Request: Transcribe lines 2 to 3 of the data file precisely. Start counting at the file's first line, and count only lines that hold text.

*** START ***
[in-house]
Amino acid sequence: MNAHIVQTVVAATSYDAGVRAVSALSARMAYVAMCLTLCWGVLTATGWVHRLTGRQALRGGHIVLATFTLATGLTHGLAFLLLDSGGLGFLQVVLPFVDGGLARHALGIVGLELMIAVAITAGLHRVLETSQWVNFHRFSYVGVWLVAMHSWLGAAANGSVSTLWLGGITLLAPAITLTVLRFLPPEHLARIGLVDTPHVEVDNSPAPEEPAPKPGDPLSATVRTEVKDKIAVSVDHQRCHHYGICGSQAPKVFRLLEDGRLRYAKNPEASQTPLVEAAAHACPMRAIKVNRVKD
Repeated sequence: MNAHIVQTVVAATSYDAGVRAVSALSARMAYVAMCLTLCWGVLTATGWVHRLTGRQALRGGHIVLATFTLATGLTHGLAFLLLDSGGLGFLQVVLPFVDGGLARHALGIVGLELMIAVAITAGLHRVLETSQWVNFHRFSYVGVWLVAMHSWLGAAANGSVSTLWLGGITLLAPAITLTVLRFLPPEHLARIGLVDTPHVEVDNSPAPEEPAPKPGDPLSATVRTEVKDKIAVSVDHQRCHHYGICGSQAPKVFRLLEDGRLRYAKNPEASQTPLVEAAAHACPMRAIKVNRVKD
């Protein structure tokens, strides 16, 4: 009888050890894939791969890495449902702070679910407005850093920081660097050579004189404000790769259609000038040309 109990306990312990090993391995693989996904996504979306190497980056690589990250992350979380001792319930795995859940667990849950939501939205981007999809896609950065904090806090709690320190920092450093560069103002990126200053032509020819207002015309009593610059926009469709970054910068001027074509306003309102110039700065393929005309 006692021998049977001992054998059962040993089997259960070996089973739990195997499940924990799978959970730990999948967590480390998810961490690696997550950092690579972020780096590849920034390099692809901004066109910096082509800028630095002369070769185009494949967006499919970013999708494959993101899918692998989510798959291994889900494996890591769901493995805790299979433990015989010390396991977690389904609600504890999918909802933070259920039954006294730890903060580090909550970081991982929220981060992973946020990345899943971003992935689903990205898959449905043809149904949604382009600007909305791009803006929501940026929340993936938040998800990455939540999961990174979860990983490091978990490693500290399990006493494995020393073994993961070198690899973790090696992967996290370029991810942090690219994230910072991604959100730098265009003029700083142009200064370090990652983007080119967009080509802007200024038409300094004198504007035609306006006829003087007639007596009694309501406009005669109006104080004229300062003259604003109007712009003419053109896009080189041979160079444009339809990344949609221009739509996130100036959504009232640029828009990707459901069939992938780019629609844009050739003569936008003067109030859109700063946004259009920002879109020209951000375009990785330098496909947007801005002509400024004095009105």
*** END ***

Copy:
Amino acid sequence: MNAHIVQTVVAATSYDAGVRAVSALSARMAYVAMCLTLCWGVLTATGWVHRLTGRQALRGGHIVLATFTLATGLTHGLAFLLLDSGGLGFLQVVLPFVDGGLARHALGIVGLELMIAVAITAGLHRVLETSQWVNFHRFSYVGVWLVAMHSWLGAAANGSVSTLWLGGITLLAPAITLTVLRFLPPEHLARIGLVDTPHVEVDNSPAPEEPAPKPGDPLSATVRTEVKDKIAVSVDHQRCHHYGICGSQAPKVFRLLEDGRLRYAKNPEASQTPLVEAAAHACPMRAIKVNRVKD
Repeated sequence: MNAHIVQTVVAATSYDAGVRAVSALSARMAYVAMCLTLCWGVLTATGWVHRLTGRQALRGGHIVLATFTLATGLTHGLAFLLLDSGGLGFLQVVLPFVDGGLARHALGIVGLELMIAVAITAGLHRVLETSQWVNFHRFSYVGVWLVAMHSWLGAAANGSVSTLWLGGITLLAPAITLTVLRFLPPEHLARIGLVDTPHVEVDNSPAPEEPAPKPGDPLSATVRTEVKDKIAVSVDHQRCHHYGICGSQAPKVFRLLEDGRLRYAKNPEASQTPLVEAAAHACPMRAIKVNRVKD